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The basic process of uploading files with PHP is very simple, but there are security implications that many people are unaware of. This course shows how to create a secure custom PHP class that can handle both single-file and multi-file uploads. Author David Powers shows you how to create a file upload class that checks the size, type, and names of files, renaming them when it encounters a duplicate file name. He'll show you how to make the class report on the outcome of the upload process and the nature of any errors that occur, and how to prevent the user from uploading files that exceed the server limits.
At the end of this course, you'll have a robust, flexible class that can be incorporated into many projects (including web forms) with just a few lines of code.
The public methods of the upload file class have been designed to make it simple to change most defaults. But you might want to change some of them permanently, also the list of permitted Mime types and of potentially risky file name extensions, have been hardcoded into the class definition. To make changes, open uploadfile.php. And most of the defaults can be changed in the property declarations at the top of the class definition. First one that you might want to change is this one here, maxSize.
This sets the maximum limit for individual files that can be uploaded. It's expressed in bytes, and is currently set to 50 kilobytes. It's important to note that the value of max size must be an integer. You can't use calculation. So for example, if you want to change this to 150 kilobytes, and you try to do this, 150 times 1024, you'll see that I get a little underline here, and a message here saying that I've got a syntax error.
You can't have a calculation, it must be a fixed value. So if you want it to be 150 kilobytes, you would need to put in the correct value, which is 153,600. Another important thing to note about maxSize is, it can't be greater than the value of uploadMaxFileSize in the server configuration. Refer to the movie about limitations on file uploads in Chapter 1 if you need reminding of how to check the server limit. The next default that you might want to change is the list of Mime types in the permittedTypes array.
If you plan to add to the end of this array, don't forget to put a comma at the end of line 14 before adding extra types. You can find a full list of mime types on the website of Iana, the internet assigned numbers authority. If we just scroll down here, you can see that the list is absolutely huge. So it's difficult to select the right Mime types to cover all common file formats. Another consideration is that browsers don't always report the official Mime type.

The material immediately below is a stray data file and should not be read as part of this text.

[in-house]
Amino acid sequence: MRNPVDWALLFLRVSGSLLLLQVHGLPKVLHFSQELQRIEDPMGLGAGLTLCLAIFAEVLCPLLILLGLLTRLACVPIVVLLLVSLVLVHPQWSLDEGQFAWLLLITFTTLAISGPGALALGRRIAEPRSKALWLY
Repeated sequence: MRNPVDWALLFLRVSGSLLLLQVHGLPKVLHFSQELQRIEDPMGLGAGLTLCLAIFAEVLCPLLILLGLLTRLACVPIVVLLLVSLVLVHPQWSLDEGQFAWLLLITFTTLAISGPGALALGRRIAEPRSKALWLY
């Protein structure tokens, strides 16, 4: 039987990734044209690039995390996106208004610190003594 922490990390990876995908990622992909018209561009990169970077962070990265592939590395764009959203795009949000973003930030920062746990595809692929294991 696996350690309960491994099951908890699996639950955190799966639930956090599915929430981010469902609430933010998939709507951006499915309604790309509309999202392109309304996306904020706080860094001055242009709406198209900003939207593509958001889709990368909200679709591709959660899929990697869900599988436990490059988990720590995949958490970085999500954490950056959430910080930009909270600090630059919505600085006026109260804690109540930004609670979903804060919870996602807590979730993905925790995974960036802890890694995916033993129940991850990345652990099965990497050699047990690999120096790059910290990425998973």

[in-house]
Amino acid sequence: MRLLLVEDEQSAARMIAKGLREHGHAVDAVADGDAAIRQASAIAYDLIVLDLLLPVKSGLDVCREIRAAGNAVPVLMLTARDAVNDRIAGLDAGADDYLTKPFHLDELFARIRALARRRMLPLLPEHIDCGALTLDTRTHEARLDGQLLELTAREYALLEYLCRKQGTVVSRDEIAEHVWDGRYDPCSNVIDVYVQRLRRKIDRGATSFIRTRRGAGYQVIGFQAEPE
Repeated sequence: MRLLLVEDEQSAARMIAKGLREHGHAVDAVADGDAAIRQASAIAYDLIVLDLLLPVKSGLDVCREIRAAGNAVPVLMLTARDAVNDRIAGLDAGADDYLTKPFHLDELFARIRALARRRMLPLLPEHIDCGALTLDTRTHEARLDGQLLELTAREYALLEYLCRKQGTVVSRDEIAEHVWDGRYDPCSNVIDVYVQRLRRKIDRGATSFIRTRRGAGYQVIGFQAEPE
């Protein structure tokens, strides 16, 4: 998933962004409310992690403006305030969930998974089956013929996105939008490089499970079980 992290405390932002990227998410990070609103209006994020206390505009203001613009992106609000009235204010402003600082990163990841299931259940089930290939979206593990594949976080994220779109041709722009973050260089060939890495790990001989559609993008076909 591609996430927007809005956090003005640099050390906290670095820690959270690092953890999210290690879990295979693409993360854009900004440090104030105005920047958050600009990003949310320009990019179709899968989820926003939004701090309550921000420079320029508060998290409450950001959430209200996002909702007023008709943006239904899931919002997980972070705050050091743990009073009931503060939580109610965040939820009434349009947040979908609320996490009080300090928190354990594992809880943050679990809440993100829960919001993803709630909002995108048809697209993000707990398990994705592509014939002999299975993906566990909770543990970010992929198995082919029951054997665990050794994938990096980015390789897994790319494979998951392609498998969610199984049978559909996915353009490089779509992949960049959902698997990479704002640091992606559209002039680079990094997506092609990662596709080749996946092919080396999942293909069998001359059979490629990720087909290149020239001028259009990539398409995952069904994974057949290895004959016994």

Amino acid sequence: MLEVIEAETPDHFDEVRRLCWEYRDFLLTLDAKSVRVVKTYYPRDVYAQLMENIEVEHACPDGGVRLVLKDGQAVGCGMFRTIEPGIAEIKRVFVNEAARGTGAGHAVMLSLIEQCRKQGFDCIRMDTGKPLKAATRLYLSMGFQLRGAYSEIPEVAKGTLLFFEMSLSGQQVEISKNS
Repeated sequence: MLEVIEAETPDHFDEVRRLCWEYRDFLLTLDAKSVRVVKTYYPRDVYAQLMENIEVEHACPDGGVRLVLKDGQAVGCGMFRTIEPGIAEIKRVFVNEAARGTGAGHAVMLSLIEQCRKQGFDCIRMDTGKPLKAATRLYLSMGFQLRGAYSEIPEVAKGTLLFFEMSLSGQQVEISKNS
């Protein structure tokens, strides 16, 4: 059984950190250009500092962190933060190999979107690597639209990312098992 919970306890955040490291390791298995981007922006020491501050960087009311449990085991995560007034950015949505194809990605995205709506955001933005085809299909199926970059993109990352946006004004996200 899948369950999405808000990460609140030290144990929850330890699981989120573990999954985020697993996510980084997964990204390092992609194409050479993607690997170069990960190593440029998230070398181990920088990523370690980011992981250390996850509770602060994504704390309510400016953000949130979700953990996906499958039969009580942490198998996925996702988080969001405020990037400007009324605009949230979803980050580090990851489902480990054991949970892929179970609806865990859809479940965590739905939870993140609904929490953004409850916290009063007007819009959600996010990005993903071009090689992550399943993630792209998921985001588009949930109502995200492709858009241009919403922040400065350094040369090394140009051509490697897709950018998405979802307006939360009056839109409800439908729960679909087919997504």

You can use mime_test.php, which you can find in the exercise files for this video to check what browsers report. Let's just try this. I'm using Chrome at the moment. Let's select a zip file and it reports it as being application/octetstream, not application/zip, which is the official MIME type for a zip file. But let's see what Internet Explorer 11 does. Just select that same .zip file and test it.
And it's reported as being application/x.zip-compressed, so very different there. Now let's see what happens if we select a webp file, that's an image type file. Check that, and it's application of eb stream. But in Chrome, that webp file is reported as image/webp. So there are lots of problems with relying on what the browser says the Mime type is. Because of the problems identifying files by their Mime type, you might decide to turn off type checking in the UploadFile class.
You can do that quite simply by changing type checking on to false, so that's on line 17 here. If you change this to false, then Mime types will not be checked and it doesn't matter what you have in this permitted types array. So if you do change this to false, then there is no need to use the allow all types method, unless you want to change the suffix added to potentially risky file name extensions or to upload files without adding a suffix.
The list of potentially risky file name extensions is in the not trusted property. That's this array here on line 18. Just add or remove extensions to suit your needs. But note that the array consists of extension names without a leading dot. But the default suffix which is on the following line, must have a leading dot. So the default suffix at the moment is .upload. And if you don't want to add a suffix to any files ever, you can simply turn notTrusted into an empty array.
So if we just delete everything inside here, then you will be able to upload any type of file. There'll be no type checking whatsoever. One other default that you might want to change is whether the class renames duplicate files, and that's controlled by the upload method. So we need to go down to the upload method, which is down here on line 84. The default value of renameDuplicates is set to true. If you don't want files to be renamed, just set that to false and the class will automatically overwrite existing files.
So that's a quick overview of the defaults that you might want to change in the upload file class. Deciding the default behaviour of a class is a subjective issue, so feel free to adopt the upload file class to suit your own needs. The internal properties method have all been declared as protected, so you could also create a sub-class to add extra functionality or change some of the defaults.
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